Search form

Let's Sketch on Location: The Thumbnail Sketch

Renowned drawing instructor Glenn Vilppu continues with his second installment discussing techniques for sketching on location.

All drawings in this article are by and © Glenn Vilppu.

This is the second in a new series of bi-monthly articles about sketching on location. The articles are based on my Sketching on Location Manual. The manual was developed as a series of lessons that I use on my guided sketching tours of Europe, and that I use as material in my regular drawing classes. As such the lessons can be part of a regular course or can be used by individual students as a practical learning guide. If you have not seen the previous lesson starting in the June 2000 issue of Animation World Magazine, it is recommended that you do. The lessons are progressive and expand on basic ideas. It is suggested that you start from the beginning for a better understanding of my approach. If you really want to begin at the beginning start with the lessons based on the Vilppu Drawing Manual.

Moving On...

In the last lesson we used a point to point method of drawing. The main purpose was to reduce your subject to a series of two-dimensional observations starting from a single point. This lesson is similar; now the main thing is to be able to see your subject in simple two-dimensional shapes, only this time in the context of the total picture.

The first step is to decide the limits of your drawing; in this sense we are doing the exact opposite of the previous lesson. Instead of starting from a part and building outward, we are starting with the total and going to the parts.

There are many ways to establish a beginning context for your drawing; in other words, to set the outside limits or framework that you are going to be working within. Two right angle paper corners with a paper clip holding them together is a simple method. A small clear plastic rectangle also works well; likewise, putting up your hands with thumbs extended creates a frame. With practice you learn to establish your picture limits easily without any external guides.

Doing a series of simple "thumbnail sketches" to try out your ideas gives you the opportunity to see what your sketch will look like before committing a lot of effort. The thumbnail sketch also brings into play the idea of "drawing-as-thinking." You make choices and selections, not just copy an arbitrary view.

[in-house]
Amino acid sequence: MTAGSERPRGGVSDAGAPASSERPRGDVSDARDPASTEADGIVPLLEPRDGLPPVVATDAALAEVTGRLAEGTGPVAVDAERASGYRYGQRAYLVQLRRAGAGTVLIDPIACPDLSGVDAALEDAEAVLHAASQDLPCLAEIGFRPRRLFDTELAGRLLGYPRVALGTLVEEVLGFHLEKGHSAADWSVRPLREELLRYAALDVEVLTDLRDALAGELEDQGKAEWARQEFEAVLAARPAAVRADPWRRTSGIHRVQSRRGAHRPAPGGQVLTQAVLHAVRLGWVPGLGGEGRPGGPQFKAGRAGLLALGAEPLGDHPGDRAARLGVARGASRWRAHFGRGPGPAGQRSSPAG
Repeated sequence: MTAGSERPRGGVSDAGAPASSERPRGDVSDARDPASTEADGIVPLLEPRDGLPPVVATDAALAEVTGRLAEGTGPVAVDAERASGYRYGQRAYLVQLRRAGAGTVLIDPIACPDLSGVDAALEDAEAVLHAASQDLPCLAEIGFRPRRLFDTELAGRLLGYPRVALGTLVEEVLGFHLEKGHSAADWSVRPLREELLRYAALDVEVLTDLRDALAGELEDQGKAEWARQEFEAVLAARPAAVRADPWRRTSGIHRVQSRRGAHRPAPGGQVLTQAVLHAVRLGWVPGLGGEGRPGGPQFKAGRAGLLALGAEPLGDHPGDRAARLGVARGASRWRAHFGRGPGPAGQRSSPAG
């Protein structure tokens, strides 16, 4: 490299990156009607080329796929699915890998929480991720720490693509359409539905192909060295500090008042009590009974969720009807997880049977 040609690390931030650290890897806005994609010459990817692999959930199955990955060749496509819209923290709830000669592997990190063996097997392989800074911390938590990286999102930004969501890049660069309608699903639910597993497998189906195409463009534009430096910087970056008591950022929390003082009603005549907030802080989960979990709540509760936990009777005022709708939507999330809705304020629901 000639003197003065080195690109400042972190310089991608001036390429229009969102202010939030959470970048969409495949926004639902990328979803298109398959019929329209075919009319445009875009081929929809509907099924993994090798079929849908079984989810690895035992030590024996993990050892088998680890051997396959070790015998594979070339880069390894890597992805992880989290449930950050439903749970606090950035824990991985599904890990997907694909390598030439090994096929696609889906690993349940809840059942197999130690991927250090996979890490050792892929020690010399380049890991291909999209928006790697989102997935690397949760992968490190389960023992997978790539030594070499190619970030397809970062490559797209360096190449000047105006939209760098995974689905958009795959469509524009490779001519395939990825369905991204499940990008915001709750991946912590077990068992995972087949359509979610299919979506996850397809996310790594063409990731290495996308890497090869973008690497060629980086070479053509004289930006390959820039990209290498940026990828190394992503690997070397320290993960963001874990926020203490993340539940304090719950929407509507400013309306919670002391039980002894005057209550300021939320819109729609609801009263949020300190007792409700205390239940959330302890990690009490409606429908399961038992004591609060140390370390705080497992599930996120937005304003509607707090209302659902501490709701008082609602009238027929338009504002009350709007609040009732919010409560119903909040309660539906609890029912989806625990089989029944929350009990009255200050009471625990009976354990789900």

To Begin

Start by making a frame out of the borders of your paper about 1 inch deep by 2 inches long. The proportions, of course, can be any you wish to make. Now in looking at your subject, select two or three simplified major lines in your subject. Ignore any detail and, as in Lesson One, pay particular attention to the basic angles and lengths of these elements. Look at the examples and notice that you can get a general sense of what the picture will look like, yet there is no detail. These thumbnail sketches can be done in any medium, from a carpenter's pencil to paint.

vilppu02.gif All of these drawings are reproduced actual size. In the drawings on the left you will notice simple diagrams that I did trying to think out the formal elements of the composition, primarily dealing with visual balance. The paintings on the next page are also reproduced actual size, though the originals were in color. These were done directly without any preliminary drawing, yet were done as thumbnails, drawing the simple shapes directly with watercolor.


The above drawing was done with a fountain pen; the wash was added by bleeding the ink with water. This, again, is reproduced actual size.

This drawing of the piazza of Orvieto with the duomo combines both a thumbnail and a detail of the thumbnail.

The drawing below is of the local citizens later arguing politics on the steps of the duomo. In doing the drawing of the detail above and the figures below, I used the approach discussed in Chapter One.


Now, in these thumbnail sketches, I have employed many of the elements we will be discussing in the following chapters. A strong component in the drawings is the light and dark pattern. In fact, some of these drawings were done with brush and wash where the only thing drawn was the pattern of the darks. Look at the variety of materials used: pencil, pen, as well as watercolor.


Take Note

Sometimes to aid the memory, it is useful to write information about the colors, textures and materials that you see. This page is a general visual exploration of a location which includes drawings of detail, compositional possibilities, and notations. These drawings were used while painting in the studio months later.


The camera, of course, becomes a great aid in recording detail. Yet drawing from the subject itself is still the best way to get the sense of what you are looking at.

View more examples on the following pages.

Glenn Vilppu teaches figure drawing at the American Animation Institute, the Masters program of the UCLA Animation Dept., Walt Disney Feature Animation and Warner Bros. Feature Animation, and has been sent to teach artists at Disney TV studios in Japan, Canada and the Philippines. Vilppu has also worked in the animation industry for 18 years as a layout, storyboard and presentation artist. His drawing manual and video tapes are being used worldwide as course materials for animation students.

Glenn Vilppu first wrote for Animation World Magazine in the June 1997 issue, "Never Underestimate the Power of Life Drawing." His drawing manuals and video tapes may be purchased in the Animation World Store.